Silly Spiders: 3 lessons in a roomful of cobwebs

September 19, 2013
By

spiderI‘m currently staying at a friend’s house in Kampala. The other evening, after dark, I crept into the darkness of the bathroom, reached under the sink, and pulled out a can of bug spray.  I then went to my bedroom (also dark) and sprayed the heck out of it, and then closed the door and went to the sitting room.  I don’t normally like to use spray, but during the previous night, mosquitoes had eaten me alive.  I knew from experience that if I sprayed early enough, the scent would dissipate to a tolerable level before bedtime.

About 20 minutes later, I returned to the bedroom to collect a book from the nightstand.  I didn’t turn on the light, again not wanting to attract bugs, knowing I could navigate the space in the dark.  As I waived my hand in front of me, I felt an enormous cobweb.  I was shocked, knowing it hadn’t been there 20 minutes before.  I then waived my hand in the other direction, and encountered several more webs.

I then screamed like a girl.  All I could think was, “What the heck kind of spider can do this much work in 20 minutes–and in a room filled with poison!”

I then found the light and quickly turned it on.  By then, my friends had also reached the room, summoned by my shrieking.  In the light, I was able to see what had happened, and my cries were replaced by laughter.

You see, from under the sink I had retrieved the wrong can.  Instead of bug spray, I had picked a can of silly string. (Who keeps silly string under the bathroom sink?!)  So what I thought were webs draping across the room were really yards of silly string, hanging from the ceiling fan and bed posts! We had a good laugh, and have revisited the scene daily since.

While you use this experience to plot your next practical joke, I’ll highlight some obvious, but important metaphors.

  1. It’s not wise to make a choice in the dark, especially when light is available.  A familiar refrain with my team–when presented with a decision to make–is the simple question: “How have we handled similar issues in the past?”  It seems to be human nature to focus on the present when, in fact, history often holds the answer, either in the form of a good outcome from a right decision, or the lesson learned from a wrong decision.  Turn on the light of the past the next time you’re faced with a choice.
  2. Don’t jump to panic-inducing conclusions.  When I assumed that I was in the middle of a giant spider web, I screamed, and awoke a houseful of people.  Had I employed more than one of my senses, I would have avoided the panic and the disturbance.
  3. Learn and laugh.  When possible, access laughter–that special intersection between humanity and spirituality–as you process life’s teachable moments.  Chances are that, what you thought was a spider, was actually just plain silly.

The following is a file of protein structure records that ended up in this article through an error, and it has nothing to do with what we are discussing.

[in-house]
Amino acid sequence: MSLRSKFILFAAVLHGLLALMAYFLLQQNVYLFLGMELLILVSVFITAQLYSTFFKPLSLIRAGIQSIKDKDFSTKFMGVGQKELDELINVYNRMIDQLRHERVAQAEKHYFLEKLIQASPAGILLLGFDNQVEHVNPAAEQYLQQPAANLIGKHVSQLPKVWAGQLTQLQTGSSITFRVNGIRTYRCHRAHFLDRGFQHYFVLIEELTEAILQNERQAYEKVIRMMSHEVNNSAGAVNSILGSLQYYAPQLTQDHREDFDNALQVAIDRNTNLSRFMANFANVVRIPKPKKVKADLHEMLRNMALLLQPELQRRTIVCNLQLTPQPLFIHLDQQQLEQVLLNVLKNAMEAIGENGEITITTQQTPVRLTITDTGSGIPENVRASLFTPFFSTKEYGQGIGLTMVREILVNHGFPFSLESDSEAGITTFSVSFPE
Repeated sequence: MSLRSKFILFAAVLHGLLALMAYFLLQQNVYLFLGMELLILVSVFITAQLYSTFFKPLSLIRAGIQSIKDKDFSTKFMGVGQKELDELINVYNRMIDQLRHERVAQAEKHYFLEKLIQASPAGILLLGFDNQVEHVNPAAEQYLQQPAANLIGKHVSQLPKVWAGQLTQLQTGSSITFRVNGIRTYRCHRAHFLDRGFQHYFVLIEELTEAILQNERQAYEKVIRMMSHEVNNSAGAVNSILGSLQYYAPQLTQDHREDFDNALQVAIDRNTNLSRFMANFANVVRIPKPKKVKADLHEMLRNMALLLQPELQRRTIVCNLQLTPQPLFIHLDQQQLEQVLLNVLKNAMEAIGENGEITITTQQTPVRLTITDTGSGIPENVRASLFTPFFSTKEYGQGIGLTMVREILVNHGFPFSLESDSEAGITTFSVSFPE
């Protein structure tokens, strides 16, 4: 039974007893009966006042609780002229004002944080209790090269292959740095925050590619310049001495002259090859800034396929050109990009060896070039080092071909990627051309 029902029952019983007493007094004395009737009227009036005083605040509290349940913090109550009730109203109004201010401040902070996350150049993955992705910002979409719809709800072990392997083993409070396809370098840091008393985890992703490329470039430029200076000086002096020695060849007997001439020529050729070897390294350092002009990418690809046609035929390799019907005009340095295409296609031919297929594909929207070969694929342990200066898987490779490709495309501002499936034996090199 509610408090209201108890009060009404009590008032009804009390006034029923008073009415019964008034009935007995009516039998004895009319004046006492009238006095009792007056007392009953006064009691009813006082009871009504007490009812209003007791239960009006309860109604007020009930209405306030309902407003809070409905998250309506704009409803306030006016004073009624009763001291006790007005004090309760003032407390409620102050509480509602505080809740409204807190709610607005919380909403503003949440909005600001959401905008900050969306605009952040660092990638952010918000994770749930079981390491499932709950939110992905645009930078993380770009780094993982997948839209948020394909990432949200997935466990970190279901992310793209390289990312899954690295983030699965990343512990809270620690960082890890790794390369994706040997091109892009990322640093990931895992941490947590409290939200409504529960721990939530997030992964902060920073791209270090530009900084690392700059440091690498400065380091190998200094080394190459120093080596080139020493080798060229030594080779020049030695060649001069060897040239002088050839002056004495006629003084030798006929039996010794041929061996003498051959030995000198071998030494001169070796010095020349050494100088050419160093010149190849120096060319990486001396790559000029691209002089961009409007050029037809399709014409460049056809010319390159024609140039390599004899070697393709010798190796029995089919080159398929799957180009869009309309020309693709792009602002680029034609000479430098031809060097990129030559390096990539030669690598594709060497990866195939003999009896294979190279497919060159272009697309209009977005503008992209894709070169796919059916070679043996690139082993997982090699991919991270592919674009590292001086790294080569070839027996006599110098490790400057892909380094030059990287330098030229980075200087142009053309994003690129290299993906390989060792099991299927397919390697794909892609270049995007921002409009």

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11 Responses to Silly Spiders: 3 lessons in a roomful of cobwebs

  1. Leah harrington
    September 19, 2013 at 5:27 am

    LOL, you crack me up!

  2. Ina Rae
    September 19, 2013 at 8:41 am

    One very little spider can create a surprisingly large cobweb that shows you the presence of other small bugs it wants to capture for lunch or dinner. I am always amazed that the webs around here almost always seem to be right at the height of my face. I have gotten used to walking and just calmly wiping as I go. Experience is a great teacher if we turn on the light and see what is happening. ;-}

    • September 19, 2013 at 9:52 pm

      Thanks for this. Cobwebs don’t normally freak me out, but these inexplicable ones certainly did. =)

  3. Sharon
    September 19, 2013 at 10:07 am

    Rich ! you always make us think about what is going on around us, what we can learn from it and not allow ourselves to drift from day to day !!!

    • September 19, 2013 at 9:55 pm

      I heard an 89 old chef from New Orleans talking on NPR yesterday, saying she loves “to live,” while she sees so many people who just exist. Your comment reminds me of the same. Asante.

  4. suzy from Africa
    September 19, 2013 at 1:41 pm

    Ah Nat! What s story and told so brilliantly. But most of all the 3 lessons you shared from it. Powerful life principles. Thank you again for taking time to share. Thanks for the LOL too!!!

  5. Mara
    September 19, 2013 at 2:36 pm

    Oh my goodness. That made my day. I can just see you doing that!
    My favorite parts: “Who keeps silly string under the bathroom sink!?” AND
    “What the heck kind of spider can do this much work in 20 minutes–and in a room filled with poison!”

    LOVE, MISS you!

  6. September 20, 2013 at 6:28 am

    re-chargeable Flashlight?, very useful, has light and you can beat up the “bugs” if necessary,:)

  7. Vicki
    September 20, 2013 at 6:39 am

    I have absolutely NO insightful comments. BUT … let me just say:

    Hahahaha!!!

    Hahahahahehehehohoohoohaha!!!!

    Thank you for making me laugh out loud today 😀

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Nathaniel is CEO of AidChild.org. He holds a Master's Degree in Human Development and Psychology from Harvard University where he was a Reynolds Fellow in Social Entrepreneurship, and winner of the 2010 Harvard HDP Marshal Award. He also holds a PhD in Leadership Studies from the University of San Diego where he was the Dammeyer Fellow in Global Education Leadership, and a Cordes Fellow at Opportunity Collaboration. Nathaniel is author of "We Are Not Mahogany: Three stories about the male African life." Prior to his move to Uganda in 2000, Nathaniel was Deputy Director of the Office of the Governor of Arizona, and Director of Education at Leadership, Inc.

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